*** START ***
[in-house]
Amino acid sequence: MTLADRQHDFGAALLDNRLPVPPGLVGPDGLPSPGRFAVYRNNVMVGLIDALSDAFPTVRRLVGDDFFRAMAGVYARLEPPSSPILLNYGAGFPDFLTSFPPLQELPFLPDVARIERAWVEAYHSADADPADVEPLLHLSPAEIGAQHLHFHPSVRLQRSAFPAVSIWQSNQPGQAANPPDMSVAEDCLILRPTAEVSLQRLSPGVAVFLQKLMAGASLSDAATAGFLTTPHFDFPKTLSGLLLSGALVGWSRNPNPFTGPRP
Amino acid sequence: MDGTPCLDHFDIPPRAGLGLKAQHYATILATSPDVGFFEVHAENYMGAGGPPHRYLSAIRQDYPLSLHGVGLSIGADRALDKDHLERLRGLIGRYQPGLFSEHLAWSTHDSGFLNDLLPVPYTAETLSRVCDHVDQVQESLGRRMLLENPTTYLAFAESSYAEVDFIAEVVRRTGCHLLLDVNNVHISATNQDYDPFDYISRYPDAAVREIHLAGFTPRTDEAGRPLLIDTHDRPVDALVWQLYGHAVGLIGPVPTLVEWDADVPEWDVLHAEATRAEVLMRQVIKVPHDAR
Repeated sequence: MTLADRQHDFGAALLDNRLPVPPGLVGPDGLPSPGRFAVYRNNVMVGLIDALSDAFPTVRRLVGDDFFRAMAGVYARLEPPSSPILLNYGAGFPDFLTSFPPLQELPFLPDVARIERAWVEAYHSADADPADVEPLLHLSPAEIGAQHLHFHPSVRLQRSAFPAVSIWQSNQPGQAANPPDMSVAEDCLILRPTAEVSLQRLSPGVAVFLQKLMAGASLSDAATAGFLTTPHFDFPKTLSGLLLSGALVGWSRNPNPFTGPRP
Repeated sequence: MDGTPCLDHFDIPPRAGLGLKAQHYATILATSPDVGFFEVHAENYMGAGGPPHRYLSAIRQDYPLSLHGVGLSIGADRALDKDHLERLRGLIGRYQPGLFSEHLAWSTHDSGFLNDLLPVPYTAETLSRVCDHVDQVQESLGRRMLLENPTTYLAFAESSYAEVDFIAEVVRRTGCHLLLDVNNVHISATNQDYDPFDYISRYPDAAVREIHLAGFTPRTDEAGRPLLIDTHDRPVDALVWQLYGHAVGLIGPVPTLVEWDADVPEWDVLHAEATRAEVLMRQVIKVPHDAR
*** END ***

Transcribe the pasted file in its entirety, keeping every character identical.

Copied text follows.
[in-house]
Amino acid sequence: MTLADRQHDFGAALLDNRLPVPPGLVGPDGLPSPGRFAVYRNNVMVGLIDALSDAFPTVRRLVGDDFFRAMAGVYARLEPPSSPILLNYGAGFPDFLTSFPPLQELPFLPDVARIERAWVEAYHSADADPADVEPLLHLSPAEIGAQHLHFHPSVRLQRSAFPAVSIWQSNQPGQAANPPDMSVAEDCLILRPTAEVSLQRLSPGVAVFLQKLMAGASLSDAATAGFLTTPHFDFPKTLSGLLLSGALVGWSRNPNPFTGPRP
Amino acid sequence: MDGTPCLDHFDIPPRAGLGLKAQHYATILATSPDVGFFEVHAENYMGAGGPPHRYLSAIRQDYPLSLHGVGLSIGADRALDKDHLERLRGLIGRYQPGLFSEHLAWSTHDSGFLNDLLPVPYTAETLSRVCDHVDQVQESLGRRMLLENPTTYLAFAESSYAEVDFIAEVVRRTGCHLLLDVNNVHISATNQDYDPFDYISRYPDAAVREIHLAGFTPRTDEAGRPLLIDTHDRPVDALVWQLYGHAVGLIGPVPTLVEWDADVPEWDVLHAEATRAEVLMRQVIKVPHDAR
Repeated sequence: MTLADRQHDFGAALLDNRLPVPPGLVGPDGLPSPGRFAVYRNNVMVGLIDALSDAFPTVRRLVGDDFFRAMAGVYARLEPPSSPILLNYGAGFPDFLTSFPPLQELPFLPDVARIERAWVEAYHSADADPADVEPLLHLSPAEIGAQHLHFHPSVRLQRSAFPAVSIWQSNQPGQAANPPDMSVAEDCLILRPTAEVSLQRLSPGVAVFLQKLMAGASLSDAATAGFLTTPHFDFPKTLSGLLLSGALVGWSRNPNPFTGPRP
Repeated sequence: MDGTPCLDHFDIPPRAGLGLKAQHYATILATSPDVGFFEVHAENYMGAGGPPHRYLSAIRQDYPLSLHGVGLSIGADRALDKDHLERLRGLIGRYQPGLFSEHLAWSTHDSGFLNDLLPVPYTAETLSRVCDHVDQVQESLGRRMLLENPTTYLAFAESSYAEVDFIAEVVRRTGCHLLLDVNNVHISATNQDYDPFDYISRYPDAAVREIHLAGFTPRTDEAGRPLLIDTHDRPVDALVWQLYGHAVGLIGPVPTLVEWDADVPEWDVLHAEATRAEVLMRQVIKVPHDAR